The market performed strongly on Friday although it looked like traders had hit the pubs early, judging by some of the bid chat doing the rounds. The top rumour of the day was a potential counter-bid for J Sainsbury. Talk down the frozen food aisles was of an unnamed private equity company teaming up with Marks & Spencer to launch a 700p-per share bid.
The emergence of a possible rival bid to the Qatar fund Delta Two sent Sainsbury's shares up 4p to 584p. M&S fell 3p to 637p. One trader believed the move unlikely. "It is probably some arbitrage fund trying to squeeze a few more pence out of the Qataris," he added.
There were also bid rumours circling Experian Group, the financial IT company, which sent the stock up 7.5p to 549p. The talk was of a tie-up with Royal Bank of Scotland's Lombard Direct division.
The market opened strongly for a third consecutive day, led up by the miners. Investors piled into the sector as commodity prices strengthened, with Kazakhmys proving the pick of the bunch, closing up 4.59 per cent at 1,596p.
Elsewhere in the sector, Anglo American was up 2.92 per cent to 3,343p after revealing its Tarmac division was to buy the remaining 50 per cent stake in United Marine Holdings from Hanson Quarry Products Europe, a subsidiary of HeidelbergCement.
The FTSE 100 was bolstered by strong rises in New York, after the US non-farm payroll data came in stronger than expected, climbing 32.8 to 6,580.7
A bullish note from Bear Stearns sent Yell Group roaring up. The directories business firmed 3.06 per cent to 463.25p after the broker slapped an "outperform" target on the stock. Bear said its 10 per cent discount to the rest of the media sector was unjustified, as it was more resilient to the threat of online substitution than expected.
On the downside, British Land dragged the housing stocks into the red after it pulled the proposed sale of its Meadowhall Shopping Centre. The news sent the stock sprawling 3.44 per cent to 1,124p after it withdrew marketing because of the credit crisis. Seven of the 10 worst blue-chip performers were in the property sector. The weakest was Hammerson, which closed 4.26 per cent down at 1,168p.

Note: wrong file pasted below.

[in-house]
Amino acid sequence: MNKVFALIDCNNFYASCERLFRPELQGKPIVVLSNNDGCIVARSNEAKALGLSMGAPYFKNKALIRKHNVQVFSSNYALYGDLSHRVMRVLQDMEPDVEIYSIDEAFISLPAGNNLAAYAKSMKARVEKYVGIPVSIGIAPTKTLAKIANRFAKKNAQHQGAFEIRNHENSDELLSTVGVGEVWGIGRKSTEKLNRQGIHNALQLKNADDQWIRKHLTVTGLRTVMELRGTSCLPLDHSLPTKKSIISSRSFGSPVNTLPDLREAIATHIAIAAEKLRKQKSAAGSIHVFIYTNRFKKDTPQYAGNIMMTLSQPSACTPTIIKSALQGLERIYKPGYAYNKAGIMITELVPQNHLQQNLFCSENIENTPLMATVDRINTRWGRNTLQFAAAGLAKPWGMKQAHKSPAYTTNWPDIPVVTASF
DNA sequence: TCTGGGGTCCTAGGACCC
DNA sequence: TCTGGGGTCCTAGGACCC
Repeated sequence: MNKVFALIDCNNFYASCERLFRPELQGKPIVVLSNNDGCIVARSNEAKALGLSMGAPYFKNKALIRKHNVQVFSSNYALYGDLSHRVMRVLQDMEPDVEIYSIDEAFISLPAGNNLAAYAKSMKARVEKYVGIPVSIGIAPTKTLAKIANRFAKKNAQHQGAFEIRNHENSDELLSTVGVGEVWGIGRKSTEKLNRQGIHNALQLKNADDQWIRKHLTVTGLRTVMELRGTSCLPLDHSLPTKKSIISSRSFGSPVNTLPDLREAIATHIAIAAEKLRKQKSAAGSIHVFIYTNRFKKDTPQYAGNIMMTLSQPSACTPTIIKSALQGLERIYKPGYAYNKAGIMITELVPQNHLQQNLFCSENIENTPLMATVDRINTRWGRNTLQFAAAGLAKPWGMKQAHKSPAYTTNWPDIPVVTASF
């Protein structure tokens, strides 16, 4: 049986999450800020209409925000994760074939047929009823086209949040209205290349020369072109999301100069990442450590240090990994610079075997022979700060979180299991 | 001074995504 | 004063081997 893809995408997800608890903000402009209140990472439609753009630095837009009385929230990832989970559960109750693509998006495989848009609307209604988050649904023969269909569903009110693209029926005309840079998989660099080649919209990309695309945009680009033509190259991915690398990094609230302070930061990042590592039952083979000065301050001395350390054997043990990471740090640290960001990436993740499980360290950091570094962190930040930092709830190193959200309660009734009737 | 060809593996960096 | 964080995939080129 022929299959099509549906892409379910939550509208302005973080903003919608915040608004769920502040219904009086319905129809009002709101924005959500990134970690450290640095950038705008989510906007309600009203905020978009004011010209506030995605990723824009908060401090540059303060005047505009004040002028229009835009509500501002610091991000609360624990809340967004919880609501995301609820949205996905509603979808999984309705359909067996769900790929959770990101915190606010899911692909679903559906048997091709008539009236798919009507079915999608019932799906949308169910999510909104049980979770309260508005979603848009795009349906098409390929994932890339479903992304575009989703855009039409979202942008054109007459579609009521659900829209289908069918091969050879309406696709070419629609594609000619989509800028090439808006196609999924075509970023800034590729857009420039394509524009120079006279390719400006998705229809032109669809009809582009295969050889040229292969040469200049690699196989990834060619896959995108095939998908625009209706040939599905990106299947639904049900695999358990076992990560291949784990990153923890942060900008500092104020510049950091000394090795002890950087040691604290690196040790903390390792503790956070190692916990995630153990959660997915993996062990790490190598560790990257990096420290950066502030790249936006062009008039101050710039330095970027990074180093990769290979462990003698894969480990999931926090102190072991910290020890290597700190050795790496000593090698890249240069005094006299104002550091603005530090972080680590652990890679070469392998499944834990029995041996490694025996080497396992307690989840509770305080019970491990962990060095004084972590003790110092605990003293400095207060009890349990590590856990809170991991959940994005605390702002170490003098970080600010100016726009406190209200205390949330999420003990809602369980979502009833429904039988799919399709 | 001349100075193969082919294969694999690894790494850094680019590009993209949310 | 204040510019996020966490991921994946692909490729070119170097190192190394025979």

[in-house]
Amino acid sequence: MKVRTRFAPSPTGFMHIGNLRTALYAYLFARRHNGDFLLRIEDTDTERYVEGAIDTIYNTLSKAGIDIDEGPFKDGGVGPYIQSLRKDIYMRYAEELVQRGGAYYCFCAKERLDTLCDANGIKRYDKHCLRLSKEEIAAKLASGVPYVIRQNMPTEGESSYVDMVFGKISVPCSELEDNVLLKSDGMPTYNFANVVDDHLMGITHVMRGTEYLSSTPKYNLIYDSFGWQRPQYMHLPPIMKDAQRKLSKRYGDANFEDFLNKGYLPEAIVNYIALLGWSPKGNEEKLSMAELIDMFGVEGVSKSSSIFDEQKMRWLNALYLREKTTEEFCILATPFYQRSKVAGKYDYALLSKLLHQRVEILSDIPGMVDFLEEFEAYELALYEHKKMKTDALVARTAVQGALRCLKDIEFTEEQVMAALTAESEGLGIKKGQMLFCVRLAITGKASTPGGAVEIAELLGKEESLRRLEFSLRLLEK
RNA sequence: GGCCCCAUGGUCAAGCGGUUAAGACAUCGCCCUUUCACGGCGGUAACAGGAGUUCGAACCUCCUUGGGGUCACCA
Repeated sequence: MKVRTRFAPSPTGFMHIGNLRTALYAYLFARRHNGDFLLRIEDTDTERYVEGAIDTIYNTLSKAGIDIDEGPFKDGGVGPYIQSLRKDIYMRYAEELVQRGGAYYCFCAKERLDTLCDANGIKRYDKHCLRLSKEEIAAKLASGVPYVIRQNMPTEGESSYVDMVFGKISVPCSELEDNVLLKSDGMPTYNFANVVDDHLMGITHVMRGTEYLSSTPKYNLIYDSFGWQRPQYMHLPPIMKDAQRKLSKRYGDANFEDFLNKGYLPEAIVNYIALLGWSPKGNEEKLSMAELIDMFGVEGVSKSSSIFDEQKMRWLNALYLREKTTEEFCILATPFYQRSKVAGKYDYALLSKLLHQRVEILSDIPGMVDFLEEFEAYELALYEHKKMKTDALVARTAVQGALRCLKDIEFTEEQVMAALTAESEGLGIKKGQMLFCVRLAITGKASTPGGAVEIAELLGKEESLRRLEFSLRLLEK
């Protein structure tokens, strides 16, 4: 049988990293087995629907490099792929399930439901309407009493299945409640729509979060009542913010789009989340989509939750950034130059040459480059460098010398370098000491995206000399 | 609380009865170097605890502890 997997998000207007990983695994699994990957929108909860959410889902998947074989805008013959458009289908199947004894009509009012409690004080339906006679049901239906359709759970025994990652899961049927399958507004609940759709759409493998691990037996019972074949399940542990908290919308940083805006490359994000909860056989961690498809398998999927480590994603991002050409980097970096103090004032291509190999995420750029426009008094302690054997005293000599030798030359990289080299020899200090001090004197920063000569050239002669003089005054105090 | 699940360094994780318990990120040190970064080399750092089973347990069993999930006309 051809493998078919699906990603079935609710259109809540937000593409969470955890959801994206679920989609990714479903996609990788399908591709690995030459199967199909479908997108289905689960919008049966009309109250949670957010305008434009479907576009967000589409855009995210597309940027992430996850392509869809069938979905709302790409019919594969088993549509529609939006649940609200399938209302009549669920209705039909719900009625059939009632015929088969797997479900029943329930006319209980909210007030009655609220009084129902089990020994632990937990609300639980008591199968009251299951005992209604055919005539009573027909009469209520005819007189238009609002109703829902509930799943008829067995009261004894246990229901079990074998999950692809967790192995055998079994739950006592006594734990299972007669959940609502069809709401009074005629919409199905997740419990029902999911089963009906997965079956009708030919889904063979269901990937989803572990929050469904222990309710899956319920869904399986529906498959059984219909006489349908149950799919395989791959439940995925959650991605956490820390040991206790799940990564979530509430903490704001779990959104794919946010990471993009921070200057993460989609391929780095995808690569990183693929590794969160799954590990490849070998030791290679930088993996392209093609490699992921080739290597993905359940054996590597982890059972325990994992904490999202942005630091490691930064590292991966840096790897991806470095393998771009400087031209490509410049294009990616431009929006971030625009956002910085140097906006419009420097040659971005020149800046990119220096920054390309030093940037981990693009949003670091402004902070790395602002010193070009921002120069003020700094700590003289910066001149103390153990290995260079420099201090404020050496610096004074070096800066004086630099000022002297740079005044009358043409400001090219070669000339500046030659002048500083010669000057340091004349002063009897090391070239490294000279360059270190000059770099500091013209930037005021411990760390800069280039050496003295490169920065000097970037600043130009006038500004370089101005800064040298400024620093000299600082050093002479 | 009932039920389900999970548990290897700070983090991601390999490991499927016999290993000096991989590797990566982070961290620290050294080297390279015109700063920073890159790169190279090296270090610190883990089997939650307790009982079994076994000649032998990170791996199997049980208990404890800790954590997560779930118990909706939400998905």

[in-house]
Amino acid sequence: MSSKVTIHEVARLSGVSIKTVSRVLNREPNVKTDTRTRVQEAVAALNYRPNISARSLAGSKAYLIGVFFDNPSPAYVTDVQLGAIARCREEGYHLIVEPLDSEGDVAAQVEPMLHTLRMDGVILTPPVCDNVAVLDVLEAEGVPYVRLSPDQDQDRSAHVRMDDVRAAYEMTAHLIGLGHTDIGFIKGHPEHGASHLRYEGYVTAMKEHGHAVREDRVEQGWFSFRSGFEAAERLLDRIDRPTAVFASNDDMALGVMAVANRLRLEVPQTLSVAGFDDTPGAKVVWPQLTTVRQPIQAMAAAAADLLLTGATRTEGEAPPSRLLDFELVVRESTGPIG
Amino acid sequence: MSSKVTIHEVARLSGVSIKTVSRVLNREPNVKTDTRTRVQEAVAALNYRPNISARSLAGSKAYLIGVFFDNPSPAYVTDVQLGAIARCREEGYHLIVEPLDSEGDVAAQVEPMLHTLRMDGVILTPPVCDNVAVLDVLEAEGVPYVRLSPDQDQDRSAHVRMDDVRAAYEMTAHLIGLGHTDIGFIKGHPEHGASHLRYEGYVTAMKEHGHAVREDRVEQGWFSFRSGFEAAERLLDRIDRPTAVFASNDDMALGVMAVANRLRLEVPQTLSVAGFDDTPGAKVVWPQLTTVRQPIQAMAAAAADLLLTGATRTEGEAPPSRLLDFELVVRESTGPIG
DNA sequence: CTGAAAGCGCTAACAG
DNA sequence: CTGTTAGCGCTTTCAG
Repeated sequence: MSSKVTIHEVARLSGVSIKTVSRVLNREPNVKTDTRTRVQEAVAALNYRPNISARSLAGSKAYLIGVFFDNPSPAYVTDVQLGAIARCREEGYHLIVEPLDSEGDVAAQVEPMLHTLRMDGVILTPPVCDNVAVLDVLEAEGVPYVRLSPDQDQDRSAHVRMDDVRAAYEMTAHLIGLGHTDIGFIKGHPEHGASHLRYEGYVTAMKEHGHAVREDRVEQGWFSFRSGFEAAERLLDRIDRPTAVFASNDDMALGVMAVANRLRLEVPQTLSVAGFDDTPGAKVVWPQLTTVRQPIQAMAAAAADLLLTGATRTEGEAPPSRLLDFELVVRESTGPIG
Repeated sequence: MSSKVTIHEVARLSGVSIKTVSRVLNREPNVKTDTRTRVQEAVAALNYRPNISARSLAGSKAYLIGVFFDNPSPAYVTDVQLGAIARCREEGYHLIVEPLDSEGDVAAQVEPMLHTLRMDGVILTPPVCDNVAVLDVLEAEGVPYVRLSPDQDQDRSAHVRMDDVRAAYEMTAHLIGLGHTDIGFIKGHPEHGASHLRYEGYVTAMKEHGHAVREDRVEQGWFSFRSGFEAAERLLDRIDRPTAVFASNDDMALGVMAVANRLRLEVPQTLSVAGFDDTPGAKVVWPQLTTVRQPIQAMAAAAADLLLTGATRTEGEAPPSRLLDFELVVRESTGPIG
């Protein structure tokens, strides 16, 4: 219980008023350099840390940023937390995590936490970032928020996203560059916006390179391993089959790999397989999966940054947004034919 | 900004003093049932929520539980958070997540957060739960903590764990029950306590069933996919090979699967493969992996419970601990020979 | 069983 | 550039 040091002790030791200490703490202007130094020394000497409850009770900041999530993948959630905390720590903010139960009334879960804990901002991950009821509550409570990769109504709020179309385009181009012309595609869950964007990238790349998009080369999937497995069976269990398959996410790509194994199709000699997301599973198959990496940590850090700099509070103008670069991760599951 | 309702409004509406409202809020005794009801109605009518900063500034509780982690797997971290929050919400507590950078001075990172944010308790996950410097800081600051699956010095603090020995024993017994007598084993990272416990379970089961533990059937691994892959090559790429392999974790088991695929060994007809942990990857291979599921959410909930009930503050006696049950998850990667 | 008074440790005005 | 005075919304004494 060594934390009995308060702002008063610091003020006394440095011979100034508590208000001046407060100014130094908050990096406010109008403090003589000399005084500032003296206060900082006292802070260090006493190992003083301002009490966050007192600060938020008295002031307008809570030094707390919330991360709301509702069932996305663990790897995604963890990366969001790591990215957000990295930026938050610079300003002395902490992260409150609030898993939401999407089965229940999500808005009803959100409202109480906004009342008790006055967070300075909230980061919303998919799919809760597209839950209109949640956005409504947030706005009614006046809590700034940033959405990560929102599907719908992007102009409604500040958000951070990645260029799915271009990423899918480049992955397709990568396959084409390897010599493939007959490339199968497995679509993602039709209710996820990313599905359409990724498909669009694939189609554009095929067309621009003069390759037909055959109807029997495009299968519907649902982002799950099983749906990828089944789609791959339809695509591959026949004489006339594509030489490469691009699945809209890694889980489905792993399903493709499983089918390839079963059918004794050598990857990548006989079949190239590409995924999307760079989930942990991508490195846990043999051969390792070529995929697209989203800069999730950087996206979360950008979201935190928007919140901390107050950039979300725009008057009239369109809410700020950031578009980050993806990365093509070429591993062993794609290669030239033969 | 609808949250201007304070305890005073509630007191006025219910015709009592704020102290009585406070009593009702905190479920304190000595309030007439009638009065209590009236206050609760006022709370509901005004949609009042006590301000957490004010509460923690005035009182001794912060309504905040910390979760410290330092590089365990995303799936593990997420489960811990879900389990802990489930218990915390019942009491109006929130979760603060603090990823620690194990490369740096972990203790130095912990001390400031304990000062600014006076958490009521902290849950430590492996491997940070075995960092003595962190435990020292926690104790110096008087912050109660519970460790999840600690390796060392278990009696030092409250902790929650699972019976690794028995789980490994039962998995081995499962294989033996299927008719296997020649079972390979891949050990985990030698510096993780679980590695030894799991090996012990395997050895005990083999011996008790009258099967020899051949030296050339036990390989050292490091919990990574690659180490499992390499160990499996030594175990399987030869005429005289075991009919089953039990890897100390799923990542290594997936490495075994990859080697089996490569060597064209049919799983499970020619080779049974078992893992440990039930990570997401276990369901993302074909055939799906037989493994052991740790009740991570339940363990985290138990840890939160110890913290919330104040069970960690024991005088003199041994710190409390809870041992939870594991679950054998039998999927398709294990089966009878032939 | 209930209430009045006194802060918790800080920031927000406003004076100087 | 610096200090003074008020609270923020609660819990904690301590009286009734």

Northern Rock gave up some of the previous day's gains as it emerged it had again gone cap in hand to the Bank of England. The stock rallied late in the day on rumours of interest from Temasek, a Singapore fund, restricting its fall to 3.2p lower at 158.5p. Elsewhere in the sector, HBOS fell after ABN Amro downgraded it from "buy" to "hold", saying its 175 per cent loan-to-deposit ratio looked high. The banking group weakened 1.15 per cent to 948p.
Shares in the budget carrier Easyjet took off after it said pre-tax profits for the year would be up more than 50 per cent. The airline finished 4.38 per cent higher at 571.5p. Its statement said the airline hoped to add 15 per cent capacity this year and improve the return on equity.
The structural steel specialist Severfield-Rowen was another strong performer after shareholders approved its takeover of Action Merchants and Dalton Airfield Estate. The results of the EGM strengthened the shares 4.04 per cent to 2,110p.
Elsewhere, Alfred McAlpine was up 10p to 510p after rumours of an approach. Speculation has swirled around the group for some months since it announced it was to split its support services and construction business into two listed companies in August.
The worst performer on the mid tier was Bradford & Bingley. The bank followed Northern Rock and Alliance & Leicester down, falling 6.48 per cent to 285p.
Another faller on the second line was the fund manager Ashmore. It shed 3.4 per cent to 291p after UBS put a "neutral" rating on the stock on valuation grounds. The Swiss broker said it had outperformed the sector after rising 27 per cent in a month.
Notwithstanding the penny stock Legendary Investments, the best performer among the small caps was Centurion Electronics, marching up 26.09 per cent to 7.25p after a positive update. Investors bought into the group, which develops in-car electronic gadgets, after it announced "satisfactory progress with regard to the ongoing funding of the business".
Avon Rubber enjoyed a 17.86 per cent bump after the US military approved its gas masks. The government is expected to order 100,000 of the masks per year for the next five years. The stock closed at 181.5p.
After a 20 per cent rise this week, the WH Ireland board released a statement yesterday morning saying it was in talks over a potential takeover. The news it had received a number of approaches boosted the stock 17.5p to 189p.
Cape Lambert Iron Ore slumped 16.84 per cent to 19.75p after it pulled out of talks to sell a 70 per cent interest in the group to the Chinese investor Ding Liguo for A$240m (£105m).Reuse content